It was March of 1980 when Audi launched a car that would change the automotive landscape. That was the Audi Quattro, or Ur-Quattro if you prefer that term. Without it, the sport of rallying would be totally different, and the idea of all-wheel drive in cars might not have taken off.

The Audi Quattro story started in 1977, almost entirely by accident. It started when Volkswagen was testing out a four-wheel-drive vehicle called the Iltis. Audi's chassis engineer, Jörg Bensinger noted that the vehicle had good traction in the snow. Bensinger thought it would be a good idea to put it in a passenger car so they put four-wheel-drive in an Audi 80 test mule and went with it. The project was approved by then Audi head, the late Ferdinand Piëch. The first release of the Quattro (or Ur-Quattro) used a turbocharged 2.1-liter inline-five mill making 200 PS.

40 years ago, Audi started a revolution image

Initially, there was skepticism about it. There were those who said that four-wheel drive in passenger cars would make them heavy, and the benefit would not have outweighed its complexity. It wasn't the first road car with all-wheel drive either. That honor went to the Jensen FF, but only saw limited commercial success and fueled even more skepticism.

However, it was on the rally stages of the world where Audi would prove the Quattro's worth. In its competition debut, it led the rally by minutes, leaving behind the two-wheel-drive cars that entered the race. From there, other automakers started putting the all-wheel-drive in their racers as well. Such was the impact of Audi in the sport of rallying.

40 years ago, Audi started a revolution image

Following that, just about every car manufacturer dabbled in all-wheel drive. There was suddenly an influx of all-wheel drive cars in the '80s, with German rivals BMW and Mercedes-Benz coming up with cars such as the 325ix and 300E 4Matic, respectively. Even Toyota got into the whole thing with their Celica All-Trac.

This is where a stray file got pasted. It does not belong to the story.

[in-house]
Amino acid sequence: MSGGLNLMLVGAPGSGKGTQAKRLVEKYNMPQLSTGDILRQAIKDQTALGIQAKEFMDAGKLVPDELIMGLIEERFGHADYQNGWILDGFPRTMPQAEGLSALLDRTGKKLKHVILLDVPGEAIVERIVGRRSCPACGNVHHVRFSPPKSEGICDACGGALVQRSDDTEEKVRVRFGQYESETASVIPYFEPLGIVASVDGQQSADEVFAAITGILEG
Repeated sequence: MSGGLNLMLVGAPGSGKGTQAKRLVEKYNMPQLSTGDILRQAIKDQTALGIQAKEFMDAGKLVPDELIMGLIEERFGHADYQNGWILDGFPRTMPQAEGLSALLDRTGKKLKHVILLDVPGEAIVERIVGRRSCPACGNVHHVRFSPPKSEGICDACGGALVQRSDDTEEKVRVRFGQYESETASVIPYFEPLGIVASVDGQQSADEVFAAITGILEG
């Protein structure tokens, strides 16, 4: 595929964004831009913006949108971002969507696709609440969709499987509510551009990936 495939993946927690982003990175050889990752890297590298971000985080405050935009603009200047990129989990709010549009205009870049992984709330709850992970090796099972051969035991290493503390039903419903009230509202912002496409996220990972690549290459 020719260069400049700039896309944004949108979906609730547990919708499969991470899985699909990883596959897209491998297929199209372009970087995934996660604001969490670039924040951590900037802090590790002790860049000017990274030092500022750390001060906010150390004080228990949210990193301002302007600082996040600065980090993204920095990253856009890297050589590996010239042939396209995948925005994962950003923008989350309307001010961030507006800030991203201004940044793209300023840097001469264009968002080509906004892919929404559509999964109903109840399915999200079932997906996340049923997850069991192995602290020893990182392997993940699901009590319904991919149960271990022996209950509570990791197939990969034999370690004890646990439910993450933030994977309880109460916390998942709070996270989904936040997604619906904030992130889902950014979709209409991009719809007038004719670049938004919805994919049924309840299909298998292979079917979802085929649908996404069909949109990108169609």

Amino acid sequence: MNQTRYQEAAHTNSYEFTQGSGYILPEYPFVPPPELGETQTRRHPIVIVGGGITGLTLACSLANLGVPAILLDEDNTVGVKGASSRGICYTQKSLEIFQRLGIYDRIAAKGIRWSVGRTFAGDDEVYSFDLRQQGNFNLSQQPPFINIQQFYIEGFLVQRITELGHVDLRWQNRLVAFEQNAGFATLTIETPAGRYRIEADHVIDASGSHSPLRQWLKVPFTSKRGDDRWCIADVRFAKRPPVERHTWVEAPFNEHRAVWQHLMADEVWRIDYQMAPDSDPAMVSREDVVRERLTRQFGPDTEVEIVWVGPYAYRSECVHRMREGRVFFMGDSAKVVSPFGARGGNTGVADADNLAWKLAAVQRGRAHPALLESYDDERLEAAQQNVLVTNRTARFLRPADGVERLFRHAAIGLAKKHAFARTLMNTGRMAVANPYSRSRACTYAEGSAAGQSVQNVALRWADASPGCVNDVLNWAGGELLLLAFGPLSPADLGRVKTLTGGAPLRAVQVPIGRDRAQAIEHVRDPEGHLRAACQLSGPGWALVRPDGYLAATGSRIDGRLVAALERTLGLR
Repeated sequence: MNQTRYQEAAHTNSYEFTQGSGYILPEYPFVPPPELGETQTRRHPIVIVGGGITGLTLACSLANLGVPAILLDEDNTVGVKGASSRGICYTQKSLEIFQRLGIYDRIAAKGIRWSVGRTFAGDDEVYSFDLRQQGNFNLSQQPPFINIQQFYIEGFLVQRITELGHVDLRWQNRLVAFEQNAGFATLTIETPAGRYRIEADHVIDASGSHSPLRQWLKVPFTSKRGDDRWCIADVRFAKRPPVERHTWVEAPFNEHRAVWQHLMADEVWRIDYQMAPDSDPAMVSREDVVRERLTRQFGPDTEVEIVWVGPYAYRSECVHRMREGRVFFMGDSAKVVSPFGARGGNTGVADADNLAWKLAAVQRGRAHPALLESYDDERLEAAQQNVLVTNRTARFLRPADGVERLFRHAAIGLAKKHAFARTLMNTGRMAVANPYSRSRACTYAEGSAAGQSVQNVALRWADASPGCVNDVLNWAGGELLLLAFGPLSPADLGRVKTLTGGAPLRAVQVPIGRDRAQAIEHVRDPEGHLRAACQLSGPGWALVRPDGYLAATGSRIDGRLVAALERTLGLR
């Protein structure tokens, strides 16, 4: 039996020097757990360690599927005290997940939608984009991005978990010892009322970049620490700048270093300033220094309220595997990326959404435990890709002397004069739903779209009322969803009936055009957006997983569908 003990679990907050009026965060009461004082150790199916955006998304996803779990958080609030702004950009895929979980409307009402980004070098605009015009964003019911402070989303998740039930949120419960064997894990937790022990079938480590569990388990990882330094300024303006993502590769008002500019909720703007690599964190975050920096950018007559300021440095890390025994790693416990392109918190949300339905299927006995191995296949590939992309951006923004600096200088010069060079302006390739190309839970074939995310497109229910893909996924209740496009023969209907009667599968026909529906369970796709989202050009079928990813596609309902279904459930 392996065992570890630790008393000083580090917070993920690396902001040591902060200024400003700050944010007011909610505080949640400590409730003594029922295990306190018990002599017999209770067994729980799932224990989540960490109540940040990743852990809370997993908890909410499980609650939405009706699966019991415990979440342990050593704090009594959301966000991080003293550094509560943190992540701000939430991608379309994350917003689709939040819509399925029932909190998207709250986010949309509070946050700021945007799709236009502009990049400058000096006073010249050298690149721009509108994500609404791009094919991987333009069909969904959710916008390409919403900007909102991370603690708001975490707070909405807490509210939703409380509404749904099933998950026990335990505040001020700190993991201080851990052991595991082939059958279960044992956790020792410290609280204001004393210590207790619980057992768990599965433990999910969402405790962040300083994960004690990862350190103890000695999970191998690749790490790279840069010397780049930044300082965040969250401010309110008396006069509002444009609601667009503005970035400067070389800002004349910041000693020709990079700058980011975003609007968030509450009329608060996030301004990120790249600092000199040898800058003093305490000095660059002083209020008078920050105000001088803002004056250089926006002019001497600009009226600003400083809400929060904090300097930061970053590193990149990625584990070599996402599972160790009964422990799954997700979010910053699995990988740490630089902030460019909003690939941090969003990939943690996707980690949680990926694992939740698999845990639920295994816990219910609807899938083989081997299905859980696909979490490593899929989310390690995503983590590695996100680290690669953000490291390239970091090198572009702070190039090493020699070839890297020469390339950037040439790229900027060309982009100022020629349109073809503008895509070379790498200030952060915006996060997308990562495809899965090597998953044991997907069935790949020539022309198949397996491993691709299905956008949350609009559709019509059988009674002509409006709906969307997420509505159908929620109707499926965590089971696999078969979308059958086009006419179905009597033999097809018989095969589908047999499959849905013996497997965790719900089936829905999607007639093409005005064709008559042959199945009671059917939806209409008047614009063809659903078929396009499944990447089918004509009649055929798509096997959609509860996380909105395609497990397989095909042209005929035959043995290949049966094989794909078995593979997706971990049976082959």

The Quattro ended production in 1991 but it left a lasting imprint on the motoring landscape. Because of it, we wouldn't have cars like the Subaru Impreza WRX STI, Mitsubishi Lancer Evolution and, to some extent, probably even the R32 Nissan Skyline GT-R. Even the crossovers of today can tip their hat to the original Audi Quattro too, proving that you don't need a big, truck-based SUV or pick-up to have four-wheel drive or all-wheel drive.

Audi had shown the advantages of having four driven wheels in cars by the time the last Quattro had rolled off the assembly line. By that time, it had used a 2.2-liter turbo (still with five-cylinders) and pushed out 220 PS. They had proved to the world that four-wheel drive isn't just for trucks and SUVs with this box-flared coupe. To this day, Audi offers all-wheel drive in just about every car they make, from the subcompact A1, all the way to the Q8 crossover.

And all of this started when someone stuck four-wheel-drive system in a prototype in the late '70s.